Friday Night Knitting Club

Garrison Keillor's "Platoon"

Gone, But Not Forgotten by Phillip Margolin

Harlan Coben "Hold Tight"

Harry Potter series of books

Heaven and Hell, My Life in the Eagles

Iran Awakening

Kite Runner

Lean, Mean, Thirteen


Marley and Me

Married Lovers by Jackie Collins

Mission Song

Motorcylce Safety Manual

My Early Life by Winston Churchill

Natural Cures They don't want you to know about

Nature Girl by Carl Hiaasen

NCLEX exam review books.

Nineteen Minutes by Jodi Picoulet


Odd Hours

Powerlines by Steve Cone.

Predictably Irrational (by Dan Ariely)

Pride and Prejudice

Richistan:A Journey Through the American Wealth Boom and the Lives of the New Rich


SEC Rules & Regulations

Secret Service-Hidden Systems that Deliver Unforgettable Custome Service - by John R. Dijulius, III

Series 65 study materials

Smila's Sense of Snow

Snow in August

sons and brothers

Spiderwick Chronicles

Such a Pretty Fat or Why Pie is not the Answer

Suite Francais

Ted Dekker's Circle Trilogy - Black, Red, and White

The Book Thief by Markus Zusak

The Last Lecture

The Oil & The Glory by Steve LeVine

The Passing of the Armies, An Account of the Final Campaign of the Army of the Potomac by Joshua Chamberlain

The Prince of ProvidenceCianci, America's Most Notorious Mayor

The Prosecution of George W Bush for Murder

The Race by Richard North Patterson,

The Red Tent

The Secret Between Us by Barbara Delinsky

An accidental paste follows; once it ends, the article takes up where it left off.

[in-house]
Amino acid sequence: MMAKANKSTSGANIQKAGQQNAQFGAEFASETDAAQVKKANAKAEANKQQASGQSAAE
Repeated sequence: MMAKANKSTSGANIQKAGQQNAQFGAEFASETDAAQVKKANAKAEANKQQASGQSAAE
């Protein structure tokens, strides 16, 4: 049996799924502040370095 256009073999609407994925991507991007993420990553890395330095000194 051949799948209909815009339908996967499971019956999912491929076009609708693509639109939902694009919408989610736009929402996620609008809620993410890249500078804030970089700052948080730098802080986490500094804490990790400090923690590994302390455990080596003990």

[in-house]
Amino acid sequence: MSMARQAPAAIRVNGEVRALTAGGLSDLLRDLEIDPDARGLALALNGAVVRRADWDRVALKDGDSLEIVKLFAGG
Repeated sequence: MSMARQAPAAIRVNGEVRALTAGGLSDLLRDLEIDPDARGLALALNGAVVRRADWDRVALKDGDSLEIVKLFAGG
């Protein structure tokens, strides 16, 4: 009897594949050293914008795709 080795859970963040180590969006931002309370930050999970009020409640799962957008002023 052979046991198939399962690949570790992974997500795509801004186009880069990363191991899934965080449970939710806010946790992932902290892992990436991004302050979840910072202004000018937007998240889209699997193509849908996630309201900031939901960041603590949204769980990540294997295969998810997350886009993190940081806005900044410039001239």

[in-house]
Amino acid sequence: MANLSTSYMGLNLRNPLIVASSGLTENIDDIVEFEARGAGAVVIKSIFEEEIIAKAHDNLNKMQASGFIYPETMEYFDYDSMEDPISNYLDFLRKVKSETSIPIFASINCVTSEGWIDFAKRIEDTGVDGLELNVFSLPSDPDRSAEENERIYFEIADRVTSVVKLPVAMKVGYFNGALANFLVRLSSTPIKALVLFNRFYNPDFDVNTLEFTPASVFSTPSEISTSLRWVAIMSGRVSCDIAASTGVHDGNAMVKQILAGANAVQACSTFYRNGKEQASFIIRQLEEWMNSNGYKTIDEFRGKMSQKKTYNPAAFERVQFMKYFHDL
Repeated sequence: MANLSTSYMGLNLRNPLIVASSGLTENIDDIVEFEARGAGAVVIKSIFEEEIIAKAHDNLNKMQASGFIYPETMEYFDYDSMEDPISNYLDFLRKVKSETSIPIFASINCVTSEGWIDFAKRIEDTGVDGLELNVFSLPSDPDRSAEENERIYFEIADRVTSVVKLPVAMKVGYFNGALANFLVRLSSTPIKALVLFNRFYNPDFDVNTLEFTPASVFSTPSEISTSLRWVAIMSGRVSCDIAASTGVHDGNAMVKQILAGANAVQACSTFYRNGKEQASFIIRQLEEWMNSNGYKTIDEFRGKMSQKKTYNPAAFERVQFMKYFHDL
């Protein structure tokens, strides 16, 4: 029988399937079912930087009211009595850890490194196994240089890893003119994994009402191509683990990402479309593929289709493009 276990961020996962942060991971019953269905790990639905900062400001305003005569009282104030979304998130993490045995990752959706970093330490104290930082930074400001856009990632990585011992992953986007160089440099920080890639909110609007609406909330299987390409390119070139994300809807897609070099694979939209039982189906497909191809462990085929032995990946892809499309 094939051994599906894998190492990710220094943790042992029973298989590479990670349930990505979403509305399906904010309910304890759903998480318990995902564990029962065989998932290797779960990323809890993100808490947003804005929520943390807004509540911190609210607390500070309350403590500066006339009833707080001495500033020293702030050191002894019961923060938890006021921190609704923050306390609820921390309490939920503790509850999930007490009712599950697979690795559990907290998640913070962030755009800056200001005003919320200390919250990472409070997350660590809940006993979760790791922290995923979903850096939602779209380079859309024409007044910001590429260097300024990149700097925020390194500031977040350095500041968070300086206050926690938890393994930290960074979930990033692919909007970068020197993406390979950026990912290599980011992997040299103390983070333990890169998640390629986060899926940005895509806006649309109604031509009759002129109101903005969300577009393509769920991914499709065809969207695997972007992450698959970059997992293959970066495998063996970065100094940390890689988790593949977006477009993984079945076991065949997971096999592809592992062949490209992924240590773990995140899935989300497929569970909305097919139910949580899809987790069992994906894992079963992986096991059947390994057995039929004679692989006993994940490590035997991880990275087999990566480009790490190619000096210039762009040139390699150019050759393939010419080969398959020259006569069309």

The Whole Truth - Baldacci

The World is Flat - Thomas Friedman

The Yiddish Policemen's Union by Michael Chabon

Whatever my therapist recommends next

While America Aged

Winter Study by Nevada Barr

Winter Study by Nevada Barr

Work required reading--and plenty of it!

World Without End, by Ken Follett

Here's list of "other" list selections provided by readers (beyond their top choice):

A Land so strange - story of Cabeza de Vaca's journey across the continent in the 1500s

A Random Walk Down Wall Street (by Burton Malkiel)

Ah, nothing conjures up images of summer reading like a good romp through early 19th century England - I plan to re-read the works of Jane Austen, beginning with my favorite book of all time, "Pride and Prejudice."

America The Last Best Hope by Bill Bennett, Vol 1 & 2.

America, America - Ethan Canin   Child 44 - Tom Rob Smith   Mudbound - Hillary Jordan

Angela's Ashes, Jane Eyre, a book on pregnancy, maybe some John Sanford

Any Cormac McCarthy

Any new audio books.   Always have one book I am physically reading and one I listen to on my daily commute.   Started that a couple years ago and really enjoy the contrast between how one reads and forms voices and characters in the mind, versus someone else doing that for you.   This is especially true in the audio versions of the Harry Potter series.   Jim Dale is quite amazing.

Any type of mystery, police procedural, horror.....In other words, I'll read and re-read just about anything.

Anything by James Patterson

anything by James Patterson or Janet Evanovich

anything by John Sanford, Phillip Margolin, Nancy Taylor Rosenberg, Sue Grafton

Anything else that is fun and includes a character with a more exciting life than my own and has a good narrator.    Yep anything I can download will get my attention.

Anything escapism. I especially like to read books written by Robert Parker.